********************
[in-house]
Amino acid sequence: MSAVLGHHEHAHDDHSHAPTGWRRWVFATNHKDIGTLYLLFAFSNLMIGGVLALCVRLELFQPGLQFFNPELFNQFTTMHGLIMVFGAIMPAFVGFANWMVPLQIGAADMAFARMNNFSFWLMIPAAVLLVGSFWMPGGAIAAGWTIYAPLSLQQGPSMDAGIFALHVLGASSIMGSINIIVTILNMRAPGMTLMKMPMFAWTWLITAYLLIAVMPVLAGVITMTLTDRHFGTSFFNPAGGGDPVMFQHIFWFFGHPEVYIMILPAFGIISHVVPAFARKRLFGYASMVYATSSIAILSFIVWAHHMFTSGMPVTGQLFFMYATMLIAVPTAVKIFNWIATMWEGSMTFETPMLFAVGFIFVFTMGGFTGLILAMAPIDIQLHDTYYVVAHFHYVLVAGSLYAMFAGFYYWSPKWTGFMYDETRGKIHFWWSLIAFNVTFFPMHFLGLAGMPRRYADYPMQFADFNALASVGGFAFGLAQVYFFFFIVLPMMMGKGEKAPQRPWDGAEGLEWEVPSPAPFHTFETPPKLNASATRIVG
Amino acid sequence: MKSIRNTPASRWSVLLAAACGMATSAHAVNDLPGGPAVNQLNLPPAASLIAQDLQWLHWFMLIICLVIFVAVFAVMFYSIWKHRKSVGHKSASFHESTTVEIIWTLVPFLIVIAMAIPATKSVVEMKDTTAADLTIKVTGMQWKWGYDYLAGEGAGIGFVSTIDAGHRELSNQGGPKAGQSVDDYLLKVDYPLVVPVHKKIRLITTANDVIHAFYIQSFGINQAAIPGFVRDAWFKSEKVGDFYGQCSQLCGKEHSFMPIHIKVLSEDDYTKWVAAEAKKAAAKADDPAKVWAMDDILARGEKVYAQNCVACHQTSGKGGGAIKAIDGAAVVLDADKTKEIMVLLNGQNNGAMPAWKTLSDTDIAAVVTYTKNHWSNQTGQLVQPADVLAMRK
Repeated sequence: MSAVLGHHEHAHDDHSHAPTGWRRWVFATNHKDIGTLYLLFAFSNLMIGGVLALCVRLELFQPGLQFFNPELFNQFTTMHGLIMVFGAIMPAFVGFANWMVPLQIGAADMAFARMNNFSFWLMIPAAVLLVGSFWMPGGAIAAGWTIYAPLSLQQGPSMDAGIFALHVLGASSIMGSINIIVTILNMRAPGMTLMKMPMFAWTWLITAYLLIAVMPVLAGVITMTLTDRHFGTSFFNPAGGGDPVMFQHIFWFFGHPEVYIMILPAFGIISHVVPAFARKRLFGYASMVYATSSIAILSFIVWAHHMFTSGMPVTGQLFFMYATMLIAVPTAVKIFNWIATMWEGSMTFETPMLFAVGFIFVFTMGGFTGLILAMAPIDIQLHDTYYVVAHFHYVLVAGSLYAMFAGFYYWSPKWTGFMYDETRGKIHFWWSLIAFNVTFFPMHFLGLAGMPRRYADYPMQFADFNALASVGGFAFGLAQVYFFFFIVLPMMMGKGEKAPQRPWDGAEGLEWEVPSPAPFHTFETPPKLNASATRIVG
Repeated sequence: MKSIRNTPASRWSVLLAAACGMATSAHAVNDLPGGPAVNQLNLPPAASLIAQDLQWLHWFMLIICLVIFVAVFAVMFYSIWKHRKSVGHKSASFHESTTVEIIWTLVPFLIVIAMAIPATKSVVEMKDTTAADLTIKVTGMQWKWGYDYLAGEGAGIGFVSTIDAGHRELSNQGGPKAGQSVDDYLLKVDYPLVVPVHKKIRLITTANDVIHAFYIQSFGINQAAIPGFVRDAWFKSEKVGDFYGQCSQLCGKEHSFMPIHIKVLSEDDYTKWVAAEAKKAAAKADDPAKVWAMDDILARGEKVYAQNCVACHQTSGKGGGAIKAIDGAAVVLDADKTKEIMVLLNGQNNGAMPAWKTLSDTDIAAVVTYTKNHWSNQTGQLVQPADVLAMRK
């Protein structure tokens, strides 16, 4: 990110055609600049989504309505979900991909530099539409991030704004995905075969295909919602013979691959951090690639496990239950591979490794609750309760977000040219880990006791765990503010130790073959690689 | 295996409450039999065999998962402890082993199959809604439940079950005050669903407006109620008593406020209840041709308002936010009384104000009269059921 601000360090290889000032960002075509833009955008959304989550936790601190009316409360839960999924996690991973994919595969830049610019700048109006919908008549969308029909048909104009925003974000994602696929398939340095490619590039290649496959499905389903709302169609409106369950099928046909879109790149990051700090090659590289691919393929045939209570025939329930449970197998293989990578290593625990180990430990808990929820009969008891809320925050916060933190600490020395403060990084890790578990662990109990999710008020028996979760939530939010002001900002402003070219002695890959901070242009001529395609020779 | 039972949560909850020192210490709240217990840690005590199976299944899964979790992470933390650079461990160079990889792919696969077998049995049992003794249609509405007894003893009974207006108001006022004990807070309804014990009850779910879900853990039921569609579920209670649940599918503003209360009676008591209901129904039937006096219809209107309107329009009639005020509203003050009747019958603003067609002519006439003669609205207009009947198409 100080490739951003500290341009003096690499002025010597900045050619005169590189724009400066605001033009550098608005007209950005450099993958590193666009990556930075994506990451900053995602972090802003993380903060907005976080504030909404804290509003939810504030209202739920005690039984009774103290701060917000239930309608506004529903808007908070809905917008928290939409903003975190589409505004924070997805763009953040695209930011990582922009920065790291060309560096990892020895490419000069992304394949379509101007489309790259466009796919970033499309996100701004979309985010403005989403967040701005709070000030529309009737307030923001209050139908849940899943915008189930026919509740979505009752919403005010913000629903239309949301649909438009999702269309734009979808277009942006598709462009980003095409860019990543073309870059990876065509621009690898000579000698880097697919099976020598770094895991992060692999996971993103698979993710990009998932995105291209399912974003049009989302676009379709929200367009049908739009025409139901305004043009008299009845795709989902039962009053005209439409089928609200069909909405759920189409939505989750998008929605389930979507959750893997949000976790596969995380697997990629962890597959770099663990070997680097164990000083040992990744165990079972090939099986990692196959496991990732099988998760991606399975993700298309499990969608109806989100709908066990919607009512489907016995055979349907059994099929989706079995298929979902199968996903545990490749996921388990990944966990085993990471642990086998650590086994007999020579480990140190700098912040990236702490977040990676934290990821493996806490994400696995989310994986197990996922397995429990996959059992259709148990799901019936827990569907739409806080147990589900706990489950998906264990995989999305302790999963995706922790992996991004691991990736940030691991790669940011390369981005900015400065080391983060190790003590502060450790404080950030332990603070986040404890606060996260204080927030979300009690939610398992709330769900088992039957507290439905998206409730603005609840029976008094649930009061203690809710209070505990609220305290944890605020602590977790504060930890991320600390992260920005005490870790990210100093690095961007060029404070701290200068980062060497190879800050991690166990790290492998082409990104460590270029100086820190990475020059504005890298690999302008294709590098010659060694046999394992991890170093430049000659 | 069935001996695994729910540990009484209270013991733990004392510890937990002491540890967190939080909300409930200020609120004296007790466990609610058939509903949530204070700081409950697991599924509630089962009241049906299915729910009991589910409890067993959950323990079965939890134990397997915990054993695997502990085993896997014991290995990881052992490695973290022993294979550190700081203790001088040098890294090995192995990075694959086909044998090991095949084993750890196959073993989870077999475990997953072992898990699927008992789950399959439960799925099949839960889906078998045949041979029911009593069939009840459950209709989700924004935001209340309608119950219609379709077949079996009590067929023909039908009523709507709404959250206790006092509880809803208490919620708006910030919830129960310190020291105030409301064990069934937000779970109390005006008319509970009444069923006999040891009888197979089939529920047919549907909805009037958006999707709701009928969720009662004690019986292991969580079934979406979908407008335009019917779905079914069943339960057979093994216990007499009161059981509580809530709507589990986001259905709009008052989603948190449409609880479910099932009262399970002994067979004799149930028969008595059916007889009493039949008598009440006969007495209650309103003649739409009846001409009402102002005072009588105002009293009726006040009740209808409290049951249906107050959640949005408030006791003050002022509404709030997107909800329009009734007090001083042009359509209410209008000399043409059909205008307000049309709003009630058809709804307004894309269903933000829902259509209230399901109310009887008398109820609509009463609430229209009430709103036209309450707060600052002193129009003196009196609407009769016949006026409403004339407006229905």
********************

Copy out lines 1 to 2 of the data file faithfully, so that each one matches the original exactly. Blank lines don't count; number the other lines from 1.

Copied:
[in-house]
Amino acid sequence: MSAVLGHHEHAHDDHSHAPTGWRRWVFATNHKDIGTLYLLFAFSNLMIGGVLALCVRLELFQPGLQFFNPELFNQFTTMHGLIMVFGAIMPAFVGFANWMVPLQIGAADMAFARMNNFSFWLMIPAAVLLVGSFWMPGGAIAAGWTIYAPLSLQQGPSMDAGIFALHVLGASSIMGSINIIVTILNMRAPGMTLMKMPMFAWTWLITAYLLIAVMPVLAGVITMTLTDRHFGTSFFNPAGGGDPVMFQHIFWFFGHPEVYIMILPAFGIISHVVPAFARKRLFGYASMVYATSSIAILSFIVWAHHMFTSGMPVTGQLFFMYATMLIAVPTAVKIFNWIATMWEGSMTFETPMLFAVGFIFVFTMGGFTGLILAMAPIDIQLHDTYYVVAHFHYVLVAGSLYAMFAGFYYWSPKWTGFMYDETRGKIHFWWSLIAFNVTFFPMHFLGLAGMPRRYADYPMQFADFNALASVGGFAFGLAQVYFFFFIVLPMMMGKGEKAPQRPWDGAEGLEWEVPSPAPFHTFETPPKLNASATRIVG